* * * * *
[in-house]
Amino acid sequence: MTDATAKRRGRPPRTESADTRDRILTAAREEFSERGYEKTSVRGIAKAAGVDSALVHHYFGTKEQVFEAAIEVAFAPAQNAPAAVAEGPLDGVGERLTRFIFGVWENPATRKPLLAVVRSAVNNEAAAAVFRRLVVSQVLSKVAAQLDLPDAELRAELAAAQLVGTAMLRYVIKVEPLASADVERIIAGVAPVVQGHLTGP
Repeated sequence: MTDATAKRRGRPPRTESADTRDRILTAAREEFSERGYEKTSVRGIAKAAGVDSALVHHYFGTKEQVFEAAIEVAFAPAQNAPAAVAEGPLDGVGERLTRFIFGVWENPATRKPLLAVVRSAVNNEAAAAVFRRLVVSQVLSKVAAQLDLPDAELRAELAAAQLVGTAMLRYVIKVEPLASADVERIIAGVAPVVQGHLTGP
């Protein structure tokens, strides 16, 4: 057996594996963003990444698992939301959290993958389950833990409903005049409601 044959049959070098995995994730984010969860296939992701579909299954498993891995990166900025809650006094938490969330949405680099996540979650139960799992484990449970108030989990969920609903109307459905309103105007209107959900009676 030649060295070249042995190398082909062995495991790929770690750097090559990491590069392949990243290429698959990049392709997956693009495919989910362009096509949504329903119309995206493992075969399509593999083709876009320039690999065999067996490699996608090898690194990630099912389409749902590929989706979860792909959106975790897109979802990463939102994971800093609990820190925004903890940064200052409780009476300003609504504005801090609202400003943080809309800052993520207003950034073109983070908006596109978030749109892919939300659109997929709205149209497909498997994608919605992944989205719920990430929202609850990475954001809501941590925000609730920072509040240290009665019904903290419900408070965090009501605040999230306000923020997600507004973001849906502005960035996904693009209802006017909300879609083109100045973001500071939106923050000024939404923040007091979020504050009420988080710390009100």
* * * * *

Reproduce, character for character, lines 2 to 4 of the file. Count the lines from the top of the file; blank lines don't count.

Amino acid sequence: MTDATAKRRGRPPRTESADTRDRILTAAREEFSERGYEKTSVRGIAKAAGVDSALVHHYFGTKEQVFEAAIEVAFAPAQNAPAAVAEGPLDGVGERLTRFIFGVWENPATRKPLLAVVRSAVNNEAAAAVFRRLVVSQVLSKVAAQLDLPDAELRAELAAAQLVGTAMLRYVIKVEPLASADVERIIAGVAPVVQGHLTGP
Repeated sequence: MTDATAKRRGRPPRTESADTRDRILTAAREEFSERGYEKTSVRGIAKAAGVDSALVHHYFGTKEQVFEAAIEVAFAPAQNAPAAVAEGPLDGVGERLTRFIFGVWENPATRKPLLAVVRSAVNNEAAAAVFRRLVVSQVLSKVAAQLDLPDAELRAELAAAQLVGTAMLRYVIKVEPLASADVERIIAGVAPVVQGHLTGP
């Protein structure tokens, strides 16, 4: 057996594996963003990444698992939301959290993958389950833990409903005049409601 044959049959070098995995994730984010969860296939992701579909299954498993891995990166900025809650006094938490969330949405680099996540979650139960799992484990449970108030989990969920609903109307459905309103105007209107959900009676 030649060295070249042995190398082909062995495991790929770690750097090559990491590069392949990243290429698959990049392709997956693009495919989910362009096509949504329903119309995206493992075969399509593999083709876009320039690999065999067996490699996608090898690194990630099912389409749902590929989706979860792909959106975790897109979802990463939102994971800093609990820190925004903890940064200052409780009476300003609504504005801090609202400003943080809309800052993520207003950034073109983070908006596109978030749109892919939300659109997929709205149209497909498997994608919605992944989205719920990430929202609850990475954001809501941590925000609730920072509040240290009665019904903290419900408070965090009501605040999230306000923020997600507004973001849906502005960035996904693009209802006017909300879609083109100045973001500071939106923050000024939404923040007091979020504050009420988080710390009100």